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In a peer-to-peer network, is every node connected to the network a client or do they act as both a server and a client? And how can you make the peer-to-peer network robust enough to support an unlimited number of nodes connected at one time?

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closed as too broad by Mike Christensen, Santa, Dour High Arch, bluet, Stewie Griffin Feb 22 '14 at 0:38

There are either too many possible answers, or good answers would be too long for this format. Please add details to narrow the answer set or to isolate an issue that can be answered in a few paragraphs.If this question can be reworded to fit the rules in the help center, please edit the question.

many people are studying this, actually hal-lirmm.ccsd.cnrs.fr/docs/00/60/78/98/PDF/2011_-InfoSys-_Building_a_P‌​eer-to-Peer_Content_Distribution_Network_with_High_Performance_Scalability_and_Ro‌​bustness.pdf –  Leo Feb 21 '14 at 23:20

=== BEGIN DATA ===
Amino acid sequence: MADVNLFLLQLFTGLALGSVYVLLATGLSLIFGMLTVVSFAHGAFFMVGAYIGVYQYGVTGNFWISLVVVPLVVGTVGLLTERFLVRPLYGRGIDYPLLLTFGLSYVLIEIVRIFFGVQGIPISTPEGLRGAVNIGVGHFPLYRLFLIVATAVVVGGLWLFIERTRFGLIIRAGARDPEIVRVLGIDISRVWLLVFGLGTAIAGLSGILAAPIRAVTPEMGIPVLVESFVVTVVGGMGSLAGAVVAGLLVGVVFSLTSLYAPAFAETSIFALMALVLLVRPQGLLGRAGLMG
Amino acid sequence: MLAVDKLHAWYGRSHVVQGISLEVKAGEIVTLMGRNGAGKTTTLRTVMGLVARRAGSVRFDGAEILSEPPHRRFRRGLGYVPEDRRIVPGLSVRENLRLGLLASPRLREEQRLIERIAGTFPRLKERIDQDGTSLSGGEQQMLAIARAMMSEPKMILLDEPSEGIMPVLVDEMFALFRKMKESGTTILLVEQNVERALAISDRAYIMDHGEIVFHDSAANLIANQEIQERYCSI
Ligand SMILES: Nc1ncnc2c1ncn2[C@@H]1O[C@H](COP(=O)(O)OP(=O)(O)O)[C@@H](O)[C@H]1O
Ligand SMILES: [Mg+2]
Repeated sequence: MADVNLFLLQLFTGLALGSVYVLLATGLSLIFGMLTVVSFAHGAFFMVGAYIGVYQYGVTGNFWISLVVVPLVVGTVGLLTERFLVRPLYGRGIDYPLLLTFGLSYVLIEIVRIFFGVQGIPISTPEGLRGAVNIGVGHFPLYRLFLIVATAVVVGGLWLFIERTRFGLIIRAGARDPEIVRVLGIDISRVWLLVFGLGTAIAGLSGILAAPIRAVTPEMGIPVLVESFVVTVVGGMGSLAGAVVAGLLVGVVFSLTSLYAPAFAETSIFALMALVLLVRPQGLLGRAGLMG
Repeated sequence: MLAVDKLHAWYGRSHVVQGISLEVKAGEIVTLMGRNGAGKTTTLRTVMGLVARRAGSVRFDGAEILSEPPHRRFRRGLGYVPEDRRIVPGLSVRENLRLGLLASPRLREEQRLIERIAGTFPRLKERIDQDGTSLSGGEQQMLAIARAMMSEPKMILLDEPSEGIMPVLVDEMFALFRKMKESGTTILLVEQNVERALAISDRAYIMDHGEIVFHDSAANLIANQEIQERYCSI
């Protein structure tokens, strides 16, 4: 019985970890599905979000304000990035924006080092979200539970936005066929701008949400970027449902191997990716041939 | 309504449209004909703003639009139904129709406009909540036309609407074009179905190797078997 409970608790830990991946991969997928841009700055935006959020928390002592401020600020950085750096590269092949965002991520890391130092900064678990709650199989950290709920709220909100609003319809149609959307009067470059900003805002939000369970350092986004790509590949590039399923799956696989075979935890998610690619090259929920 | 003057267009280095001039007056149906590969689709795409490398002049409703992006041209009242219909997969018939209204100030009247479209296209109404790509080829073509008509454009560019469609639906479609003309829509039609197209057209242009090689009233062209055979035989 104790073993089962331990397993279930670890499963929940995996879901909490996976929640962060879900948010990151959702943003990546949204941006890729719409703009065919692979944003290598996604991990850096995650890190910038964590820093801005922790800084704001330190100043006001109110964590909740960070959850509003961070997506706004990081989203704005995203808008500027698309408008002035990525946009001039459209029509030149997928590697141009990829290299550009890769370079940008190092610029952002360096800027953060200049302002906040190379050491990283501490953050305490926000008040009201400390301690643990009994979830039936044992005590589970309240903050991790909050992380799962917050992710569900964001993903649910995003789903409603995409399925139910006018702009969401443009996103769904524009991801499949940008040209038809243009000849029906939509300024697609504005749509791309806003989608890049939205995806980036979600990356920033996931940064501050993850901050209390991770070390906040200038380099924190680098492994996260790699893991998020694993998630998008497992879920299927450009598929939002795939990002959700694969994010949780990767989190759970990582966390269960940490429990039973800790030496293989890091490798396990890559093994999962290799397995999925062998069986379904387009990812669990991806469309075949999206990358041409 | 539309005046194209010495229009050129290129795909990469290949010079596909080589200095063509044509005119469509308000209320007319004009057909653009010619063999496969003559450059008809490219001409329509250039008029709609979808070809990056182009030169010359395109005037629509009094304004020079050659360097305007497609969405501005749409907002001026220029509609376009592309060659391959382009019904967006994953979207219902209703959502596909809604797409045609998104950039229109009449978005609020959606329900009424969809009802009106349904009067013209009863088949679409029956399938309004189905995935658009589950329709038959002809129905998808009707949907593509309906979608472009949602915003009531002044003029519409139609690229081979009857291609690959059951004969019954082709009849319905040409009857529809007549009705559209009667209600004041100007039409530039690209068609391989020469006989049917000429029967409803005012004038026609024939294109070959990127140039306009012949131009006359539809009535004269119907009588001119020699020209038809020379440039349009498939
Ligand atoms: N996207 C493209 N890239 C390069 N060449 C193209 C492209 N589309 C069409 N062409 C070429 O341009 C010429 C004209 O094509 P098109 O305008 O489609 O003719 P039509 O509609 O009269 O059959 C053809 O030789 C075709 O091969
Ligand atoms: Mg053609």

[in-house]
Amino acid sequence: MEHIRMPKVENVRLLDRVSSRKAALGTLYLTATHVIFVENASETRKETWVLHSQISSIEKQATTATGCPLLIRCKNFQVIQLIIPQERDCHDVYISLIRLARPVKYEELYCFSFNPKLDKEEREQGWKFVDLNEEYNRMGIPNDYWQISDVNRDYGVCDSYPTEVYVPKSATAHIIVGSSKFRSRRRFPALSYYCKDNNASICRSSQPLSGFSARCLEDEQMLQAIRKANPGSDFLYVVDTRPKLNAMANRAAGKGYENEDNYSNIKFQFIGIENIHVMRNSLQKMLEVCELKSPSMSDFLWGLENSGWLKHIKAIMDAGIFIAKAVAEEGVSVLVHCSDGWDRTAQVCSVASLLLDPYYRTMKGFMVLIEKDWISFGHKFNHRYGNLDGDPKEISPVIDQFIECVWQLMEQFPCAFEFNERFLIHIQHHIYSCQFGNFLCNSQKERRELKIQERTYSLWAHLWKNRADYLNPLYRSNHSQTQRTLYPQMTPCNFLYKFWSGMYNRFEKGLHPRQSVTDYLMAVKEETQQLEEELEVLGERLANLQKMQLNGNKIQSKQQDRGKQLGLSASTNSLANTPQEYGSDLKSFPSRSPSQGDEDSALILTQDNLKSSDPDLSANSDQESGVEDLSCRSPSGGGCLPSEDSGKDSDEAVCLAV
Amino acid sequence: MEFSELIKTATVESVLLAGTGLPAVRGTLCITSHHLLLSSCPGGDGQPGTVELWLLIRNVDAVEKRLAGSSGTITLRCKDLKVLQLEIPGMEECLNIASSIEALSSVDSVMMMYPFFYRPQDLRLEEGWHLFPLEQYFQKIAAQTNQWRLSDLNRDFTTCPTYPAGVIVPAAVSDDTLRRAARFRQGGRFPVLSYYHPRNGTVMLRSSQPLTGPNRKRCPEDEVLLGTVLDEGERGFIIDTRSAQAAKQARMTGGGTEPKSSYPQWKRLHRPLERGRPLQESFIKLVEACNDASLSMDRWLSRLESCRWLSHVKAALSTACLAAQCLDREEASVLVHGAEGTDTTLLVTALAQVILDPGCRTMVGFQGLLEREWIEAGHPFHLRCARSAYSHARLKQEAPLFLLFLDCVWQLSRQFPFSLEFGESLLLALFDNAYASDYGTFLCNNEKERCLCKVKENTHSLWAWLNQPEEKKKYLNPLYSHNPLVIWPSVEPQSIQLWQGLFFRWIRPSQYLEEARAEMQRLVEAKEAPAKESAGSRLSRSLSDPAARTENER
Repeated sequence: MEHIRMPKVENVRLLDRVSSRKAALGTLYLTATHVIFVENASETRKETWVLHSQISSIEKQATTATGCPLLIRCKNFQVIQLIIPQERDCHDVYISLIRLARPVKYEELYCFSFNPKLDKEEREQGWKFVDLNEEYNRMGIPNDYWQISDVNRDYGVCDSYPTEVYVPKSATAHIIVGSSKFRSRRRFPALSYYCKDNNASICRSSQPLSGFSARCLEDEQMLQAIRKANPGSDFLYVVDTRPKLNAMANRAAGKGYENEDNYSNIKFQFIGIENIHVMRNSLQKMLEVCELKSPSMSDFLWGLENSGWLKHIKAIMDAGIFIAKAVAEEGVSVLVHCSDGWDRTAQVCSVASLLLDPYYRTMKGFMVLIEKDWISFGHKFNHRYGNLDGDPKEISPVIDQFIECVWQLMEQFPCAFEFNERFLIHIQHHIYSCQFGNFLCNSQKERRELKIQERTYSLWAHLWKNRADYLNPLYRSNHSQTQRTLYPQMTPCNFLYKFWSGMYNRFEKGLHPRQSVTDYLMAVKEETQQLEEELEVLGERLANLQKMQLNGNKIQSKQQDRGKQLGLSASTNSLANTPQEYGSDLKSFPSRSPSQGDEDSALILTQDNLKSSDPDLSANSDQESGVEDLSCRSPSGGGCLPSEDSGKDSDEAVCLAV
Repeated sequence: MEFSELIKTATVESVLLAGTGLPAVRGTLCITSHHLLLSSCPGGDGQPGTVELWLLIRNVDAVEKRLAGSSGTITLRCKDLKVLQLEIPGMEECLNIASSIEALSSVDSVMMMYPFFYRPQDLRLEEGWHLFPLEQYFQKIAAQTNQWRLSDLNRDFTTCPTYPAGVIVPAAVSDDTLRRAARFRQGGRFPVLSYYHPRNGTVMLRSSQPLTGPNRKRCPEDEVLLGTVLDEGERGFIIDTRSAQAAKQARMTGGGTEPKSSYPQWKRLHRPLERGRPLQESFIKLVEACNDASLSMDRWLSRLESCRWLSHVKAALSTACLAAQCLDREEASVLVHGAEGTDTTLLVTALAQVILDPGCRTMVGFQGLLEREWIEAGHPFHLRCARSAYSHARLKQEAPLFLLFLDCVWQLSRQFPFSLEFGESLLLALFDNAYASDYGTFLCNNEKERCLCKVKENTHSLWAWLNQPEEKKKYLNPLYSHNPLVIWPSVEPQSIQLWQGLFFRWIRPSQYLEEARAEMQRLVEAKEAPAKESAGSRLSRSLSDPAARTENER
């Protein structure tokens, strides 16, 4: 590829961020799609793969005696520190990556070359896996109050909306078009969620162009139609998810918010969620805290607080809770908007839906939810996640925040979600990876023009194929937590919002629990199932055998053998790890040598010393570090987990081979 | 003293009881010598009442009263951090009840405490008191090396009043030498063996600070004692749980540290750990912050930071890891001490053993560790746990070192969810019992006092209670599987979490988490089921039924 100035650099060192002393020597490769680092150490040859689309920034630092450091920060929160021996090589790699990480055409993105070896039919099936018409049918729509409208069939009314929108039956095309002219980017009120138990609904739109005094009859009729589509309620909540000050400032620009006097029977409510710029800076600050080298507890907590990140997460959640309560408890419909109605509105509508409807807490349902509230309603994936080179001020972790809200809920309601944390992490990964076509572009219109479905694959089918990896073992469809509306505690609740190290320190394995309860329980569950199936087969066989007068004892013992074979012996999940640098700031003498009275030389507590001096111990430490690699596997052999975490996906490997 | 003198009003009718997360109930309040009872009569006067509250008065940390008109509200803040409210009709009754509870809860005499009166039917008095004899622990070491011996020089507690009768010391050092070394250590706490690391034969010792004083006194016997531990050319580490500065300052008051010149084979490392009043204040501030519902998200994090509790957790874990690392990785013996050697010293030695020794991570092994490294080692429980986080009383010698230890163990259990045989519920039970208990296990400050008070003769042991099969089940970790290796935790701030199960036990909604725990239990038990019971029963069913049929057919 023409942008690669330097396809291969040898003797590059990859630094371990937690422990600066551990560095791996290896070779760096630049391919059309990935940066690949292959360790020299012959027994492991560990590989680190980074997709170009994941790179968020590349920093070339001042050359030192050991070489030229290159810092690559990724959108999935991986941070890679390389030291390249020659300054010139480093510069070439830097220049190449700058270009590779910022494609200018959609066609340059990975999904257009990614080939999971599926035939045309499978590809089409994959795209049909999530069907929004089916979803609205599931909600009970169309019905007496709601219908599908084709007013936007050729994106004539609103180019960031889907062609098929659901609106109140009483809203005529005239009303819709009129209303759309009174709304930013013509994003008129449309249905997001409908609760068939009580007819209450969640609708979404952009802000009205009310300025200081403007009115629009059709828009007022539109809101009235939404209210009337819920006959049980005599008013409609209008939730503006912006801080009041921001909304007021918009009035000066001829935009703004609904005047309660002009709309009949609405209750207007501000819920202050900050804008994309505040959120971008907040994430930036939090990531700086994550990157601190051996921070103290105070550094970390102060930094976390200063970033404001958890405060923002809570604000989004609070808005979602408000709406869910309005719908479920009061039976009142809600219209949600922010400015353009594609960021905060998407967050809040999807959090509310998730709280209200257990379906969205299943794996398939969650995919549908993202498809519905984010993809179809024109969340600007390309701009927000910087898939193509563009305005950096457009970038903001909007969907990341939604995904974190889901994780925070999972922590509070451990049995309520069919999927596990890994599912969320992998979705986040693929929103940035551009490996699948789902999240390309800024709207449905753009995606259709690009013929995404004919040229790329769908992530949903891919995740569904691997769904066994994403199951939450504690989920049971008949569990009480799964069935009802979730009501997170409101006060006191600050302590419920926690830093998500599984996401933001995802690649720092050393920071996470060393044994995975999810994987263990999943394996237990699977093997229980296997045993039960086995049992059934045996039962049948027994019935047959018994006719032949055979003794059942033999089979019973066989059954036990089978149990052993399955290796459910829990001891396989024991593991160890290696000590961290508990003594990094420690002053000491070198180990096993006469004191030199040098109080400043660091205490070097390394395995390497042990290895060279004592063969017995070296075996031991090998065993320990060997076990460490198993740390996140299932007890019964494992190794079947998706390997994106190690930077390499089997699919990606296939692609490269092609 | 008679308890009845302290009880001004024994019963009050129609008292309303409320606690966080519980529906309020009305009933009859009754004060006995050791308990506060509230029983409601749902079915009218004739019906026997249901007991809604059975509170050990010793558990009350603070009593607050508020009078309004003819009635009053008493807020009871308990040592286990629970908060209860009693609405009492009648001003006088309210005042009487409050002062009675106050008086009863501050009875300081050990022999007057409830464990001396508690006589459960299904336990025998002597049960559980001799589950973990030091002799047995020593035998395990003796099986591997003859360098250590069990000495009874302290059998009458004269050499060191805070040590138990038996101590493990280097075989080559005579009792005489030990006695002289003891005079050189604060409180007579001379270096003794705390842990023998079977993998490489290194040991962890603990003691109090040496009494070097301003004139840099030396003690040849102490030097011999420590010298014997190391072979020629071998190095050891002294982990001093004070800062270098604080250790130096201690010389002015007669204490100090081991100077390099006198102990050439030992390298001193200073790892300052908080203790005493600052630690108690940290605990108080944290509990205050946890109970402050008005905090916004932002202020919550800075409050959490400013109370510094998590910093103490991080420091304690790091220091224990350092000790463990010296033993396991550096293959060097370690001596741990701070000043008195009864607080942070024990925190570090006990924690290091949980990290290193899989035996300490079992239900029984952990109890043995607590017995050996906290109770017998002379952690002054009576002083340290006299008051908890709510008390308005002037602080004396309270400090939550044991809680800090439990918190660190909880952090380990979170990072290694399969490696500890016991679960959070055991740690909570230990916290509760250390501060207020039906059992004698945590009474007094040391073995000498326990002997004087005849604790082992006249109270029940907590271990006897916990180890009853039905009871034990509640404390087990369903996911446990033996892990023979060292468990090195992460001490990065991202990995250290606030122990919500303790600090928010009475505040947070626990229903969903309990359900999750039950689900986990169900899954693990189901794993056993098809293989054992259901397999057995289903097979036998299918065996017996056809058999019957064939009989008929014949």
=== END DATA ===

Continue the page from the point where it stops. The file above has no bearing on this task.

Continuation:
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Well, as it already states, its P2P. So, you could basically call them both client and server, it doesnt matter in this case (its doing the job of a server and client). When a peer in this kind of network needs to update something, it has to send the data once to EVERY peer it is connected. And meanwhile, this peer waits for any incoming data sent from the peers its connected to, and updates it accordingly. As for your second question - i wouldnt recommend using a P2P pattern for a unlimited amount of peers. for a higher number of peers, the network usage would grow even larger - because every single peer needs to be connected to every other peer and send data to all of them. not to mention that this could get the data desynchronised very easily. P2P is good for a smaller networks with a smaller number of peers. in that case, the raw sending speed will be higher than that of a server-client model, because there is no breakpoint in the connection(in a s-c model,this is the server). For a higher number of total Connections, i would stick to a Client-Server model.

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